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 Icy Satellites Vocabulary


The albedo of a planet is the amount of light energy received by the body that is reflected off its surface.

In our solar system, only the Sun radiates light that it has produced. All other bodies only reflect some of the light they receive from the Sun. The amount of reflected light, and so the albedo, depends on the composition of the surface of the object in question. For example, ice water is reflects light better than rocks.

The Kuiper belt

Beyond the orbit of Neptune, the Kuiper belt spans the space 30 AU to 150 AU from the Sun. (1 AU= one astronomical unit= the distance between the Earth and the Sun) Like the Asteroid belt between Mars and Jupiter, it is made up of a multitude of little objects. These bodies contain a large proportion of ice.

These objects in the belt are also called transneptunian. Pluto is one of them along with the new dwarf planets of the solar system (Eris for example). Some short lived comets could be originally from the belt.

The Kuiper belt is thought to be what is left of the Sun' accretion disc. The inner radii of the disc gave birth to the 8 planets, whereas the outer part of the disc condensed to form an assembly of lots of smaller objects.


A particular form of volcanic activity that is found on bodies with no initial internal heat from the accretion phase, like the ice satellites! Cryovolcanism is therefore not a volcanic activity that involves lava flows like on Earth or Io, Jupiter's first Galilean satellite. The materials are ejected in plumes and are mainly water, ammoniac, nitrogen and methane, all volatile (low fusion and sublimation temperatures). These materials are liquid and or gaseous and then condense to form a solid that covers the surface, modifying its physical aspect.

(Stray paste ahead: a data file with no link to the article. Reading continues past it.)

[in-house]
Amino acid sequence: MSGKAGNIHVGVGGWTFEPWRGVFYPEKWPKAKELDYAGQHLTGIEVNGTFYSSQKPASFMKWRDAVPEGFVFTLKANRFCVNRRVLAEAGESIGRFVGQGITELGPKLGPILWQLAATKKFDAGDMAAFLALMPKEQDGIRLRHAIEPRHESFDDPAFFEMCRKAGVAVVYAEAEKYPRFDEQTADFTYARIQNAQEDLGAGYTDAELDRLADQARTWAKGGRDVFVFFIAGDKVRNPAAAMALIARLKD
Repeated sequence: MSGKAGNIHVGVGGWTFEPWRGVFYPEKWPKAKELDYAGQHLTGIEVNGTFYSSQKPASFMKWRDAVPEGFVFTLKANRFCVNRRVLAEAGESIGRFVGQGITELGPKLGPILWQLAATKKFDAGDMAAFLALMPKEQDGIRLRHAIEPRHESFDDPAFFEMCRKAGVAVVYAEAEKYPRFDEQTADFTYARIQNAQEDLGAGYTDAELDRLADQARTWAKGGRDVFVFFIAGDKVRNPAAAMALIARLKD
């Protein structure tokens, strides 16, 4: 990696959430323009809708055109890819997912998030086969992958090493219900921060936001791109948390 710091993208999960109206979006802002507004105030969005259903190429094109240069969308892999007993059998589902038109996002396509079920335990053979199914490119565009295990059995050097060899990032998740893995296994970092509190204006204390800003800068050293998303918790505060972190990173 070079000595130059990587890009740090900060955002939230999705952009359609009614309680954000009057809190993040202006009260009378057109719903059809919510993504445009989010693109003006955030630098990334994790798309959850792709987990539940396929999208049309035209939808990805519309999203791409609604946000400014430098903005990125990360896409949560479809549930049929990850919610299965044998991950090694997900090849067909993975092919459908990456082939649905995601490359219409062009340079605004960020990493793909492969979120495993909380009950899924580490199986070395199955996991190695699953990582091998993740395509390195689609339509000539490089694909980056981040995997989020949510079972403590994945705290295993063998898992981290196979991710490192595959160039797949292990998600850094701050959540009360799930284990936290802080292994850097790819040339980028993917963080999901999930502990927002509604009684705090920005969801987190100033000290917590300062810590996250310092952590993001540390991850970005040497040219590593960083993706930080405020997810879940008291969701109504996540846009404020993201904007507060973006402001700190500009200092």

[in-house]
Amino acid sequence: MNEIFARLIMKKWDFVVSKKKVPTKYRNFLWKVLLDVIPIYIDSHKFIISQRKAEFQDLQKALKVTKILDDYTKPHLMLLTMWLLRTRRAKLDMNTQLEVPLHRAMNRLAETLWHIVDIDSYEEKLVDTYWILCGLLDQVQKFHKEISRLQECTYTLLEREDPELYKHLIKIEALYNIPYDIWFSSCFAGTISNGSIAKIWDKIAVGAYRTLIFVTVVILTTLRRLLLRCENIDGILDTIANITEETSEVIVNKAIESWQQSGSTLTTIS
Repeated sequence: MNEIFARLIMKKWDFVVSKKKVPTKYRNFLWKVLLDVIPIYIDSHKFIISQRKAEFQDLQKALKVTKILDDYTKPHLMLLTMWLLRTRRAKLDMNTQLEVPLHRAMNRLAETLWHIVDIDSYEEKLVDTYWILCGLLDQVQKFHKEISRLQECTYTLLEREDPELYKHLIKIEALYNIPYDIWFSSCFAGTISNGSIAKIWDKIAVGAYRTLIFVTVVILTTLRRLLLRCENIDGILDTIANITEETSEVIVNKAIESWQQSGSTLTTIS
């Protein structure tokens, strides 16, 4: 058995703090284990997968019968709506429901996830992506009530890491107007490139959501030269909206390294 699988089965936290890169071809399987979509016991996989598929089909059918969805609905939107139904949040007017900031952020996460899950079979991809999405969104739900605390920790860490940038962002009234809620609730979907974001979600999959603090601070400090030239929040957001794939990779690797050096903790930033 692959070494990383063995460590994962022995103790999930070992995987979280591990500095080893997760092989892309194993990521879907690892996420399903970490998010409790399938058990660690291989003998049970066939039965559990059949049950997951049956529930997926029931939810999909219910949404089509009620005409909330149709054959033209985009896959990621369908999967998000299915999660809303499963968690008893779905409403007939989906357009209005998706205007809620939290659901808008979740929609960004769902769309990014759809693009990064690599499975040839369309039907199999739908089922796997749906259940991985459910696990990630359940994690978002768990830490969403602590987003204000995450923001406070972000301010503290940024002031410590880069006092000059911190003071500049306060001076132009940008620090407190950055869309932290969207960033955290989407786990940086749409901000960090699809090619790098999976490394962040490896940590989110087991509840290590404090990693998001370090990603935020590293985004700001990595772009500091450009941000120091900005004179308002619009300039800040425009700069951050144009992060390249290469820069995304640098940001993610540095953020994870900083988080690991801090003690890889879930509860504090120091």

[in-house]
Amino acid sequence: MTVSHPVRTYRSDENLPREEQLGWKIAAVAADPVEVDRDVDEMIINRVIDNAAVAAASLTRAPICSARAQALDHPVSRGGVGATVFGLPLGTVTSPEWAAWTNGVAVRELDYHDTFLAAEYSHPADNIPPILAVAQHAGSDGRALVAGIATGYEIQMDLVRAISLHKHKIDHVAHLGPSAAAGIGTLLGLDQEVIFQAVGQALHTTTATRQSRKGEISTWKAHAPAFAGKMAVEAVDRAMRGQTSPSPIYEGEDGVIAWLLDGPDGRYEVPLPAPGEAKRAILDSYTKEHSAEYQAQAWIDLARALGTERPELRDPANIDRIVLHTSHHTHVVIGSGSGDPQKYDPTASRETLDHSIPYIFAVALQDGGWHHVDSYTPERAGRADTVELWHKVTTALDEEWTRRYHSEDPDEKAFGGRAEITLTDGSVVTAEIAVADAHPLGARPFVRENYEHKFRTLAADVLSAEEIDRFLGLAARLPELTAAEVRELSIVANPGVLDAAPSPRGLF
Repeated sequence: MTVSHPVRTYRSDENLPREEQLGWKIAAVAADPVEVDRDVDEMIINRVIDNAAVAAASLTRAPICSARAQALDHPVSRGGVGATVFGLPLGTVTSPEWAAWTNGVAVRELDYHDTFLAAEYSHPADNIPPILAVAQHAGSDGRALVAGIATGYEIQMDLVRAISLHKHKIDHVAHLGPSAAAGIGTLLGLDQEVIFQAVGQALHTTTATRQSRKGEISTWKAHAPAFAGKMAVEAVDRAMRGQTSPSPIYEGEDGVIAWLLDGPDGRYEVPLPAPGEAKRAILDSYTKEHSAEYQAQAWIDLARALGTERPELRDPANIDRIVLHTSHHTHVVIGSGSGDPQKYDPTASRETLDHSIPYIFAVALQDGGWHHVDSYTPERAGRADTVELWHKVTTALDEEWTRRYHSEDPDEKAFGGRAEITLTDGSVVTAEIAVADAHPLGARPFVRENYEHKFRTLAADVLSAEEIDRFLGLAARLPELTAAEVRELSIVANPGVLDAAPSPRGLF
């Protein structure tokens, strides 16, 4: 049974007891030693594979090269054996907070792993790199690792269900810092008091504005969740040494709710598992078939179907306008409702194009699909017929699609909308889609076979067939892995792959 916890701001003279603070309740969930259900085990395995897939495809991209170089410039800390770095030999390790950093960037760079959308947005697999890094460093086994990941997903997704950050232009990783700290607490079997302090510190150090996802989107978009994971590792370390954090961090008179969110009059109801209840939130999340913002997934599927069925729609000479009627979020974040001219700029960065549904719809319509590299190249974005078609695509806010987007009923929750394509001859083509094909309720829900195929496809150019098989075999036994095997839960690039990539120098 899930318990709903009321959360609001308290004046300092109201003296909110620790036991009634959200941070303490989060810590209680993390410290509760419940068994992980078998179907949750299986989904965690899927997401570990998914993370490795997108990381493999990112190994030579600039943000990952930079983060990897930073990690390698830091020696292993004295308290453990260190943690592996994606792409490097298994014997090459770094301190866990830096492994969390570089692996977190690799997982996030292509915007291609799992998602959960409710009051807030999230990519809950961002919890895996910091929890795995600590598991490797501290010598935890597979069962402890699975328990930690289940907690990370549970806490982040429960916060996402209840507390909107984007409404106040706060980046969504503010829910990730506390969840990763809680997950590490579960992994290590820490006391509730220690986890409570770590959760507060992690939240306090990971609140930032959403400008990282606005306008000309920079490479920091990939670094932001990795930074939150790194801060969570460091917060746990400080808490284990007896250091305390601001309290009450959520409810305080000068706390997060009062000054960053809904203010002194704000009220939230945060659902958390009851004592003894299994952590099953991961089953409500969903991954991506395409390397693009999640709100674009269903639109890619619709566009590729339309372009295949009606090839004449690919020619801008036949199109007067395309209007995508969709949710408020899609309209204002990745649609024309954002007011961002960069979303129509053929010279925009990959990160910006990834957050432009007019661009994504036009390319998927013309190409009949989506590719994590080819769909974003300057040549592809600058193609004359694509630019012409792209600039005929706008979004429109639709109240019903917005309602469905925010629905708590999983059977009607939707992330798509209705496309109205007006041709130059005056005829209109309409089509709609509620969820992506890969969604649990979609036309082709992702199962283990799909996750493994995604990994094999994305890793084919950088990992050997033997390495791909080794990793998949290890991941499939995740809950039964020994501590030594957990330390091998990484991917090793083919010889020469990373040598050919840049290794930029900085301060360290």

The necessary heat for cryovolcanic phenomena to occur comes from tidal dissipation due to interaction between the satellites and its planet. Cryovolcanism was observed on Enceladus, Triton and Titan. The tidal dissipation can also be at the root of the existence of internal liquid oceans. There could therefore be internal cryovolcanoes in the oceans. This hypothesis still needs to be confirmed. The candidates for this type of cryovolcanism are Europa and Ganymede.


The change as a body moves from a gaseous phase to a liquid or solid phase. Moving to the liquid phase is only possible under certain conditions of pressure and temperature. If these conditions are not met, the vapour goes straight to its solid phase.

For example, in the atmosphere of our planet Earth, water can exist as a liquid an so condenses to a liquid. But on the surface of ice satellites in our solar system, water cannot exist as a liquid and so more commonly condenses to a solid.

Tidal dissipation (Tidal friction)

Tidal phenomena on bodies is the response of that body to the gravitational attraction of another body. For example, the side of the Earth that is facing the Moon is more attracted to it than the Earth's centre of mass. The side facing away from the Moon however is less attracted. Given that the centre of mass is a point in the Earth that is at a constant distance from the Moon in the rotational system, both sides of the Earth are attracted in opposite directions, making what is called the tidal bulge.

(Video on tides)

The position of the tidal bulge evolves as the body rotates and is directed towards the body responsible for the gravitational attraction. (we also have two high tides a day on Earth). But due to the materials' properties (the friction between the different constituents), the bulge resists the change in position. The friction produces heat, this is what is called tidal dissipation or friction. On Earth, there are two types of tides : oceanic tides and terrestrial tides. Both cause a dissipation of heat energy.